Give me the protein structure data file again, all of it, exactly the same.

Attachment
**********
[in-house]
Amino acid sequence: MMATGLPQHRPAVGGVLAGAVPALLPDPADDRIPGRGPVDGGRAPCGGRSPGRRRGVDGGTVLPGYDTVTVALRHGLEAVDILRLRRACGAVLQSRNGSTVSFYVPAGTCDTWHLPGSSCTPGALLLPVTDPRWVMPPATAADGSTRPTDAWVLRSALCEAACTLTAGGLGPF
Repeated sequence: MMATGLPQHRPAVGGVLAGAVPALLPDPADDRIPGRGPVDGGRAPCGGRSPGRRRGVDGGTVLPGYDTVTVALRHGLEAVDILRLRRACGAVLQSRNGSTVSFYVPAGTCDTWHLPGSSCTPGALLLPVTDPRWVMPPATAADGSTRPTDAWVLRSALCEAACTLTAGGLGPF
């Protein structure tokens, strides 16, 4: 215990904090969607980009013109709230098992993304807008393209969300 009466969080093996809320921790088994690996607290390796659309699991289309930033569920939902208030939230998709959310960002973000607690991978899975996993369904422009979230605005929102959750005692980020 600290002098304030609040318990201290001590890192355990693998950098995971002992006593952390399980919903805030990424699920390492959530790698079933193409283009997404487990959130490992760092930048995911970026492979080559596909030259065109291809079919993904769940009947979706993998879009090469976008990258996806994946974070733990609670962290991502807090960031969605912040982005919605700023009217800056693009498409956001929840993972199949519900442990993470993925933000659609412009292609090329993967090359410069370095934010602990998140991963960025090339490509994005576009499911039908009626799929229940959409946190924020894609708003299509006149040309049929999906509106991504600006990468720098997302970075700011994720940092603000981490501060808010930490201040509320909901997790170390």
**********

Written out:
[in-house]
Amino acid sequence: MMATGLPQHRPAVGGVLAGAVPALLPDPADDRIPGRGPVDGGRAPCGGRSPGRRRGVDGGTVLPGYDTVTVALRHGLEAVDILRLRRACGAVLQSRNGSTVSFYVPAGTCDTWHLPGSSCTPGALLLPVTDPRWVMPPATAADGSTRPTDAWVLRSALCEAACTLTAGGLGPF
Repeated sequence: MMATGLPQHRPAVGGVLAGAVPALLPDPADDRIPGRGPVDGGRAPCGGRSPGRRRGVDGGTVLPGYDTVTVALRHGLEAVDILRLRRACGAVLQSRNGSTVSFYVPAGTCDTWHLPGSSCTPGALLLPVTDPRWVMPPATAADGSTRPTDAWVLRSALCEAACTLTAGGLGPF
């Protein structure tokens, strides 16, 4: 215990904090969607980009013109709230098992993304807008393209969300 009466969080093996809320921790088994690996607290390796659309699991289309930033569920939902208030939230998709959310960002973000607690991978899975996993369904422009979230605005929102959750005692980020 600290002098304030609040318990201290001590890192355990693998950098995971002992006593952390399980919903805030990424699920390492959530790698079933193409283009997404487990959130490992760092930048995911970026492979080559596909030259065109291809079919993904769940009947979706993998879009090469976008990258996806994946974070733990609670962290991502807090960031969605912040982005919605700023009217800056693009498409956001929840993972199949519900442990993470993925933000659609412009292609090329993967090359410069370095934010602990998140991963960025090339490509994005576009499911039908009626799929229940959409946190924020894609708003299509006149040309049929999906509106991504600006990468720098997302970075700011994720940092603000981490501060808010930490201040509320909901997790170390």